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The New England Journal of MedicineApolipoprotein A1 Infusions and Cardiovascular Outcomes after Acute Myocardial Infarction

Investigating Apolipoprotein A1: Lack of Impact on Cardiovascular Risk Post-Myocardial Infarction

In a substantial international trial, researchers explored the efficacy of CSL112, a human apolipoprotein A1 derivative, in reducing recurrent cardiovascular events following acute myocardial infarction among patients with multivessel coronary artery disease. Despite hopes that enhancing cholesterol efflux capacity could benefit these high-risk patients, the study provides crucial insights into the intervention’s impact over several follow-up periods.

Study Design:

  • Study Type: International, double-blind, placebo-controlled trial.
  • Participants: 18,219 patients with acute myocardial infarction and multivessel coronary artery disease, plus additional cardiovascular risk factors.
  • Intervention: Four weekly infusions of 6 g of CSL112 or a matching placebo, administered within five days of medical contact for myocardial infarction.
  • Follow-Up Periods: Primary endpoint assessment at 90 days, with additional follow-ups at 180 and 365 days.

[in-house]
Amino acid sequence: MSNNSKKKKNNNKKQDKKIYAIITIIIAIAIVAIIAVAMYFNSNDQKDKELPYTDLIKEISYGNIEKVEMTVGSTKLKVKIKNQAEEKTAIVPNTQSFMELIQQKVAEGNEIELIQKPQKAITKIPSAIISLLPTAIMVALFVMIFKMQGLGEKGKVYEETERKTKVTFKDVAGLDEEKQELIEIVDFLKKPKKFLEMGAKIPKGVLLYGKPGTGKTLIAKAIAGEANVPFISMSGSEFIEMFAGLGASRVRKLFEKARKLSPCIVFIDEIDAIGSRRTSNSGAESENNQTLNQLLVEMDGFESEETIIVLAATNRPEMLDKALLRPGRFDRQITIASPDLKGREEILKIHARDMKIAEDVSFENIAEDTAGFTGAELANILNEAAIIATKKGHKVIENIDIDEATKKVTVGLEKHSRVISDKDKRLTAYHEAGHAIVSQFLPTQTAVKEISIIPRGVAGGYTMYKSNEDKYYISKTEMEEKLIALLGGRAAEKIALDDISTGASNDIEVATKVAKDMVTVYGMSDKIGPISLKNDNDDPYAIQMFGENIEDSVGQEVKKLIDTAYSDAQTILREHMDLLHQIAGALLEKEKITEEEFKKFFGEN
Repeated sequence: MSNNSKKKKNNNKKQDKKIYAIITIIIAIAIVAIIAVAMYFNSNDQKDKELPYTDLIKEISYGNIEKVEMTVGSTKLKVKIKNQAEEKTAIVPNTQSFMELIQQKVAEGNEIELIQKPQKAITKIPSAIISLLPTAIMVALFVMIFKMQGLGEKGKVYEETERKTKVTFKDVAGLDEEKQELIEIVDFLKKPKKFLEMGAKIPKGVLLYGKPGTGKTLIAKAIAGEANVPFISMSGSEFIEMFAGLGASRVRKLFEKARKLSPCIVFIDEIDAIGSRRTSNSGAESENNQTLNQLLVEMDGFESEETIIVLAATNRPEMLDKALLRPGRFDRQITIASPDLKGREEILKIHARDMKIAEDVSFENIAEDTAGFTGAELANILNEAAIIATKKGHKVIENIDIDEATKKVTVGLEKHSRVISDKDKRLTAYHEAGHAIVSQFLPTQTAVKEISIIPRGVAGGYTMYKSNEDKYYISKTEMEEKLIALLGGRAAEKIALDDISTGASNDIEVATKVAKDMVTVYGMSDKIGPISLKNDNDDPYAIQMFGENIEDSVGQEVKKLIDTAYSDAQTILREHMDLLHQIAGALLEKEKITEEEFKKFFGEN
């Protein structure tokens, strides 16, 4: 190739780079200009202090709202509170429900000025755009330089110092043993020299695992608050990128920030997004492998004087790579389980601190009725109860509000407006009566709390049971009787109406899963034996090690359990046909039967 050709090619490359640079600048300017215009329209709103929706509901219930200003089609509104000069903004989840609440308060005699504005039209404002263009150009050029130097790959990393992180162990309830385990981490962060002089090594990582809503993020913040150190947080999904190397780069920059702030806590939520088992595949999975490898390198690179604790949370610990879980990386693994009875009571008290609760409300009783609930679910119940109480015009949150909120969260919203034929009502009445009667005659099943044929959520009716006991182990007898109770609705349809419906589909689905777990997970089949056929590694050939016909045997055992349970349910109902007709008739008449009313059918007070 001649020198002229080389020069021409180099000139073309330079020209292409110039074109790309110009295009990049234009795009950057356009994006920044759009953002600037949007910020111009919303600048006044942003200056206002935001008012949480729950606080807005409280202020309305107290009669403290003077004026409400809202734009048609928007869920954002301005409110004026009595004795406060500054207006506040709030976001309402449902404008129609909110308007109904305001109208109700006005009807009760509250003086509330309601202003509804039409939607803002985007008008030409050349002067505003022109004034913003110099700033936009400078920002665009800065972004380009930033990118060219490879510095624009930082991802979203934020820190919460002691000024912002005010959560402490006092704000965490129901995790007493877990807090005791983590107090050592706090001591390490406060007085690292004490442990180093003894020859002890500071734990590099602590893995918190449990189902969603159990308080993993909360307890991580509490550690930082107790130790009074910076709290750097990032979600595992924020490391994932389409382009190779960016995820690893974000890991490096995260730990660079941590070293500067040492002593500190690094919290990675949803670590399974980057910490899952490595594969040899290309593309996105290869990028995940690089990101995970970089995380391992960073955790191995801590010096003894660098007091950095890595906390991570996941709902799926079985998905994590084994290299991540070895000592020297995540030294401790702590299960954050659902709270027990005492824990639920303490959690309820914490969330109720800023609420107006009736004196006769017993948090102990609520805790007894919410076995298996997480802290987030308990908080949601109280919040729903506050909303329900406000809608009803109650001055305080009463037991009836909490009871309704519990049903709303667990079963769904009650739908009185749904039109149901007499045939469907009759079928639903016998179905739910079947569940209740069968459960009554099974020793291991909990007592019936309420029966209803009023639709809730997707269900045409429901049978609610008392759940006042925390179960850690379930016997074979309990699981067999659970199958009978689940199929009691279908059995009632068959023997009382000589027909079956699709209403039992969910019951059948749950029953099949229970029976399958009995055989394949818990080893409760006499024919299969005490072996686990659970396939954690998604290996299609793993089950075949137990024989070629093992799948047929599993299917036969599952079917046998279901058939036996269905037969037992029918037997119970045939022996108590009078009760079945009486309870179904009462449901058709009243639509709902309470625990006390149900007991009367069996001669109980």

Key Findings:

  • 90-Day Outcome: No significant difference in the risk of myocardial infarction, stroke, or death from cardiovascular causes between CSL112 and placebo groups (4.8% vs. 5.2%; hazard ratio, 0.93).
  • Extended Outcomes: Similar results at 180 days (6.9% vs. 7.6%; hazard ratio, 0.91) and 365 days (9.8% vs. 10.5%; hazard ratio, 0.93).
  • Safety Profile: Comparable rates of adverse events in both groups, though hypersensitivity events were more common in the CSL112 group.

HCN Medical Memo
Despite CSL112’s promising mechanism, its real-world applicability in preventing further cardiovascular incidents remains limited, suggesting that current treatment strategies should continue to be evaluated alongside emerging therapies.

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